Also, humor and humility are perhaps the most underrated leadership traits.
Myth #4: You don’t have to work hard if you work smart.
In spite of all the popular feel good fluff you read these days, the truth is, to be really successful in this world, it helps to work smart but you have to work hard. With rare exception, there’s simply no substitute for a strong work ethic and hard work.
Every time I bring up the myth of the four-hour workweek, I hear from hoards of Tim Ferriss followers. What they don’t get is that he’s successful because people buy his books and attend his speeches in search of a shortcut that doesn’t exist.
Myth #5: It’s called work for a reason. It’s not supposed to be fun.
It is true that business is about business, and it’s definitely not all fun and games. That said, your absolute best chance of making it in this world is to find your passion, what you love to do, and do that for a living. Granted, it helps if you’re genuinely good at it. Being delusional is never a good thing.
Look at it this way: If you dread getting up in the morning because you’re doing what you think you’re supposed to be doing, you’re just going to end up bitter and miserable.
As Steve Jobs once said, “Your time is limited, so don’t waste it living someone else’s life. Don’t let the noise of others’ opinions drown out your own inner voice. The only way to do great work is to love what you do. If you haven't found it yet, keep looking. Don't settle.”
Truer words have never been spoken.
When it comes to desirable places to work in the tech industry, two companies are always at the top of the list: Facebook and Google.
But which one is really the better employer?
To answer that question, we compared the two companies head to head,with the help of data gathered exclusively for Business Insider by Glassdoor. Glassdoor is a job hunting site where employees rate companies.
We looked at the companies in multiple rounds of comparisons and declared a winner in each round.
Round 1: Overall satisfaction ratings — Facebook wins
(Score so far: Facebook - 1; Google - 0)
Facebook employees rate their employer slightly better overall (4.6) compared to how Google employees rate Google (4.1), from at least 550 company reviews per company.
Satisfaction ratings are based on a 5-point scale: 1.0=very dissatisfied, 3.0=OK, 5.0=very satisfied. So, we can see that employees are highly satisfied with both companies.
Interestingly, Google's rating has been climbing, indicating that current employers are getting happier. As of this quarter, the two companies are tied at 4.5 each, as the chart below shows:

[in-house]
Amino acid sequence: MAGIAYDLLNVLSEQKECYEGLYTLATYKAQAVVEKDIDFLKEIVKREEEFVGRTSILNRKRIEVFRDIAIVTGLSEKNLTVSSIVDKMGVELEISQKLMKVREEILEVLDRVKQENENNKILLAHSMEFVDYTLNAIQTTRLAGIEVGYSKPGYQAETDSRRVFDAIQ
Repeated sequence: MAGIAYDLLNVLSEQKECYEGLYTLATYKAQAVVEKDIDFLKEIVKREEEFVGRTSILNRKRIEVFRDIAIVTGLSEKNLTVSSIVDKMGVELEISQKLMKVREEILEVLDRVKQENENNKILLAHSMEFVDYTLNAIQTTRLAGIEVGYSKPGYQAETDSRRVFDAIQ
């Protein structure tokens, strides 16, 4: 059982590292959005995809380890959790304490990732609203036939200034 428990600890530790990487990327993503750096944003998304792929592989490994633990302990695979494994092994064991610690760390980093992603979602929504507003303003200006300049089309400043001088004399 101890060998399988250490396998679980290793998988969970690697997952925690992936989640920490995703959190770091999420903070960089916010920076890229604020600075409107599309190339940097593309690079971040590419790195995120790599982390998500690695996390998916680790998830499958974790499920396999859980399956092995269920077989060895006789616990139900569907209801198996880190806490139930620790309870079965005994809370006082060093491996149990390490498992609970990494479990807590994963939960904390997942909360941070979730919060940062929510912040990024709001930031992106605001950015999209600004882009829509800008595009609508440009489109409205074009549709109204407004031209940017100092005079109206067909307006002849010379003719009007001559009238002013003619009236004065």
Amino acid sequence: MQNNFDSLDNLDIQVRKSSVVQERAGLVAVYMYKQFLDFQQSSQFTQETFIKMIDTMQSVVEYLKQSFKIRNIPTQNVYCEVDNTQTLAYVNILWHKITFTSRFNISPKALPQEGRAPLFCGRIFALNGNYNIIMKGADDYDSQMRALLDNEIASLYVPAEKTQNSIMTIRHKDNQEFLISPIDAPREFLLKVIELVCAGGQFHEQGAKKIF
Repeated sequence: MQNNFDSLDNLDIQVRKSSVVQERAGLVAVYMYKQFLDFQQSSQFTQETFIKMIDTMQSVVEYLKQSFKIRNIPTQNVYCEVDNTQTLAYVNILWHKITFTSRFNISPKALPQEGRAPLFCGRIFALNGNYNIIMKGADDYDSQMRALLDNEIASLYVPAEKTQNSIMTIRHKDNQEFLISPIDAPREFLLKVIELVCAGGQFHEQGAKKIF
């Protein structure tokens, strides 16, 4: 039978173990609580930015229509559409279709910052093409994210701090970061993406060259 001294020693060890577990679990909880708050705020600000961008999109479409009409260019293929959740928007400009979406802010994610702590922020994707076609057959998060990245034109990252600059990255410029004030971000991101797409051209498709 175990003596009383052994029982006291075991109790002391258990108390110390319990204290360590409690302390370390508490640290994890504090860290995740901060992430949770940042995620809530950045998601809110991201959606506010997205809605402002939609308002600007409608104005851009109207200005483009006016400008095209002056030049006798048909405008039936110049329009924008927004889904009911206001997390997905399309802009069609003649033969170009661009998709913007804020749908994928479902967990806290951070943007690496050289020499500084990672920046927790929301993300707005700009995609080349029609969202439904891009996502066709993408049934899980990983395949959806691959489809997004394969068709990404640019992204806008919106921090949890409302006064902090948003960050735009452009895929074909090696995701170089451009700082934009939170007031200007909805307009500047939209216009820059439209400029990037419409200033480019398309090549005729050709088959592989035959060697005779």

Round 2: CEO Approval Rating — Mark Zuckerberg wins
(Score so far: Facebook - 2; Google - 0)
In 2011, Google employees were far happier with their CEO, Larry Page, than Facebook employees were with their CEO, Mark Zuckerberg. Those were Facebook's pre-IPO days, when rumors were circulating that Zuckerberg planned to sell Facebook, and people were grumbling that Facebook needed a more mature CEO.
By the start of 2012, just before Facebook's IPO in May, employees were feeling great about their young CEO. His ratings wouldn't dive again until just before the so-called Facebook phone was announced, Facebook Home, and the HTC smartphone built with Home that failed fast.
Even so, Zuckerberg has eked out a slightly higher approval rating from employees overall, 97%, compared to Page of 95% of employees who approve of Page, based on at least 475 ratings per CEO.
And so far in Q4 13, Zuckerberg is enjoying a perfect 100% CEO approval rating.
Round 3: Employee confidence in the future — Facebook wins
(Score so far: Facebook - 3; Google - 0)
More Facebook employees (84%) than Google employees (80%) believe their company’s business will improve in the next six months.
More Google employees (18%) than Facebook employees (16%) believe their company’s business performance will remain the same in the next six months.
More Google employees (2%) than Facebook employees (0%) believe their company’s business performance will get worse in the next six months.
(This data was based on at least 60 ratings per company over the past three months, August-November.)
Round 4: Perks and Salaries — Google wins
(Because this is such an important area, it's worth two points. Score so far: Facebook - 3; Google - 2)
One big thing that Google has over Facebook is that it pays more for technical talent.
Over the past 12 months, the average salary for a Google software engineer was $128,225; At Facebook it was $121,183.
And more Google employees are happy with perks like free food than Facebook employees. More Google are happy with work/life balance and work hours than Facebook, too.
These are the most common compliments and complaints employees have:
“You work with some of the best and brightest in the world. Whichever field you're in there'll be at least one and probably several of the field's most renown luminaries working at Google. The perks are amazing, it's a great environment to get things done.” – Google Security Engineer (Mountain View, CA)
“It's a big company now. It often takes a lot of effort to start new projects and there are plenty of distracting or disassociated programs.” – Google Program Manager (Mountain View, CA)